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New plan designs give health insurance members control, choice

Mar 31 2016

A new insurance concept called Leap from Aetna embodies two things everybody wants: simplicity and relevance. “The idea behind Aetna Leap plans came from the best practices of other consumer brands, where the buyer has more control over choice and value,” said Brian St. Hilaire, senior director of Consumer Strategy at Aetna.

In health insurance, “choice and value” translate to concrete ways an individual can manage the cost of their health care, control the way they consume it and get the care they need when they need it.  They can also get incentives like gift cards and discounts for engaging in healthy activities.

“Some people are more motivated to be in the driver’s seat of their own health,” said Adam Scott, vice president of Clinical Consumer Strategy at Aetna. “Many people with chronic conditions, like heart disease or diabetes, want to do more to self-manage and are eager for more information related to their care. One of the goals of these new plans is to remove as many barriers as possible to get members as engaged as possible, while getting the care they need and want.”

For example, Aetna offers a plan just for people with diabetes. The plan offers members access to specialists crucial to successful care such as endocrinologists, vascular specialists, podiatrists, ophthalmologists, and behavioral health specialists for the same cost as seeing a primary care physician. The plan also comes with a care management program with online resources and clinician led case management to work with customers on a day-by-day basis.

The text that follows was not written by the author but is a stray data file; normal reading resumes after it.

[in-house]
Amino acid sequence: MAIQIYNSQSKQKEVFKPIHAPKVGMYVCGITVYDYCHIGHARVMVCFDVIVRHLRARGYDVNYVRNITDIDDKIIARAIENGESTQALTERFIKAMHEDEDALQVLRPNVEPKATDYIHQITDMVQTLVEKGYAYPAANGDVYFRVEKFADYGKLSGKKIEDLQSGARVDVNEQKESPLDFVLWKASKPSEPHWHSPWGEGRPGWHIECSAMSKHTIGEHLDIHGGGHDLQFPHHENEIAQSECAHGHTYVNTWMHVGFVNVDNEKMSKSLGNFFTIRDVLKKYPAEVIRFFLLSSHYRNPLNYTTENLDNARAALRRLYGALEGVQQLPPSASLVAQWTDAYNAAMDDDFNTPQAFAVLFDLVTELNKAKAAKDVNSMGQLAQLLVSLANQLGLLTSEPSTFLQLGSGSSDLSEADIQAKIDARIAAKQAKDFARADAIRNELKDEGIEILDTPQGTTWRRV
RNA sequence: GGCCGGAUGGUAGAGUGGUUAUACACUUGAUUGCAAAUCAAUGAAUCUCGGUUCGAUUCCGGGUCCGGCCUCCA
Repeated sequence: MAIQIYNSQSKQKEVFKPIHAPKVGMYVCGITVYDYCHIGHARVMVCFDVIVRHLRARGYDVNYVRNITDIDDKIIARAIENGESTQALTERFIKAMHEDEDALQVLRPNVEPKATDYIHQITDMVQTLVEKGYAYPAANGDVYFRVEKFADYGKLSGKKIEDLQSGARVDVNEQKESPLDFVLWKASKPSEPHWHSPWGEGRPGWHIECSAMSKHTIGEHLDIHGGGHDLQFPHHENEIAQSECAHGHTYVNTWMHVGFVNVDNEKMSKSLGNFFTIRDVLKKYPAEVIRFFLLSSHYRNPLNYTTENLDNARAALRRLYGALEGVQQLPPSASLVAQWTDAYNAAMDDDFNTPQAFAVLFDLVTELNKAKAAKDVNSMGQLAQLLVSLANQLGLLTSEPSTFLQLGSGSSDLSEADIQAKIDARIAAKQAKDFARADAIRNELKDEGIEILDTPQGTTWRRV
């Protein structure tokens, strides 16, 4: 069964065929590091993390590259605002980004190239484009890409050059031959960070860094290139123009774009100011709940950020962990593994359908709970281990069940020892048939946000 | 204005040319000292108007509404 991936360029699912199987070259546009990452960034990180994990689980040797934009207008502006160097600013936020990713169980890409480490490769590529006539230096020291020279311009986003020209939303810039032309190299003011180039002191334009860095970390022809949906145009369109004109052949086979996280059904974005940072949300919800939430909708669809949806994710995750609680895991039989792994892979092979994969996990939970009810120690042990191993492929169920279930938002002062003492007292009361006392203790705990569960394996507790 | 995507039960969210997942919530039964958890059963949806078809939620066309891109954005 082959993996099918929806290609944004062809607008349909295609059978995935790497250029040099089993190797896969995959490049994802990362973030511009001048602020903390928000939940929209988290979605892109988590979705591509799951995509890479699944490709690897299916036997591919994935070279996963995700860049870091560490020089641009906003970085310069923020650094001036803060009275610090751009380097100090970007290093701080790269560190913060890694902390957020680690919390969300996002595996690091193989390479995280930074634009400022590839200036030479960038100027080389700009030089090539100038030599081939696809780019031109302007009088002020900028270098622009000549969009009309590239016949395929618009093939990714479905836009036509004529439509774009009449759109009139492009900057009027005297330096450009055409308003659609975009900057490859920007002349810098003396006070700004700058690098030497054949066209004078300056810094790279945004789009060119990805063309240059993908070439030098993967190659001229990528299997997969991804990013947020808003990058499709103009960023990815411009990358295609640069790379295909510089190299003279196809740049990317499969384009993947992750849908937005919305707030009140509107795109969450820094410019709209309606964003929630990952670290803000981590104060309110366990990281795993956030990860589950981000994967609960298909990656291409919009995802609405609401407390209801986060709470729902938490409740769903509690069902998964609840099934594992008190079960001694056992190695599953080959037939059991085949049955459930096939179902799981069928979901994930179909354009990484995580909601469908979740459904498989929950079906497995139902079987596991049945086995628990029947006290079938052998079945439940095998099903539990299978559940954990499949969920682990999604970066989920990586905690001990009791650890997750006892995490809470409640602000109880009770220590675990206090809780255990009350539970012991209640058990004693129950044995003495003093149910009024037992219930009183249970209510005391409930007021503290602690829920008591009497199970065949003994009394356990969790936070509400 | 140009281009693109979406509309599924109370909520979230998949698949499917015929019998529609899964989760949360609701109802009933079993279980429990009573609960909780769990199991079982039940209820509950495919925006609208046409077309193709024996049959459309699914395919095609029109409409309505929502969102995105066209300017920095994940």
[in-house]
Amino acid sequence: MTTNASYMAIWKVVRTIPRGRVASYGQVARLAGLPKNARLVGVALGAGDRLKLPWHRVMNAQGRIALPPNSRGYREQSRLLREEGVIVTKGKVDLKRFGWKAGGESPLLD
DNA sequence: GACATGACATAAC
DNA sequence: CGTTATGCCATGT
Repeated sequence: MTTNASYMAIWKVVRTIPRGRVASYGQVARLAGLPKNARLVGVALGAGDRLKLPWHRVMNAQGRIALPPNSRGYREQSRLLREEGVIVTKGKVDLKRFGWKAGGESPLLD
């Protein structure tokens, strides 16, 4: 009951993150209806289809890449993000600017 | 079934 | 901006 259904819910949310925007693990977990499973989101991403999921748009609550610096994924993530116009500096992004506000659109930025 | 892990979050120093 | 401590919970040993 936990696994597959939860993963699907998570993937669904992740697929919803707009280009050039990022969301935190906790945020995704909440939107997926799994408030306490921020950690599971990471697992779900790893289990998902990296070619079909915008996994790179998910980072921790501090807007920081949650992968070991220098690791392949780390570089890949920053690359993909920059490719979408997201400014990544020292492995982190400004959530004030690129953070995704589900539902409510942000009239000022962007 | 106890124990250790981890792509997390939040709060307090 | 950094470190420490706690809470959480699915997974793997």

A disease-specific health insurance plan makes sense, Scott said, because it puts the emphasis on the individual’s unique health needs and challenges. “When someone has a support system that reflects their unique health priorities, that makes it easier, more convenient and more affordable for them. As a result, they are more likely to fully engage in taking better care of themselves,” Scott said.

Over 29 million people or over 9 percent of the population of the United States have diabetes, according to the Centers for Disease Control and Prevention (CDC).

Why diabetes? There’s a huge area of need with diabetes, including those who may have been given a new diagnosis or have already been dealing with the disease, Scott said. “Those with diabetes are required to make dozens of decisions throughout the course of the day, including what to eat, when to eat, how frequently to check their blood sugar, how to identify symptoms and be proactive with them, among others.”

Beyond relevance, the Aetna Leap plans emphasize convenience and access to the right kind of help.

“Most people wouldn’t associate health care with convenience,” said St. Hilaire. “When we designed this next generation of insurance plans, we tackled the challenge of convenience head on. We recognized that if a member could talk to a service advocate as soon as possible, they can get their questions answered, get the education they need or get connected to a clinical case manager before a small issue becomes a big one.”

For more information, check out the Leap plans.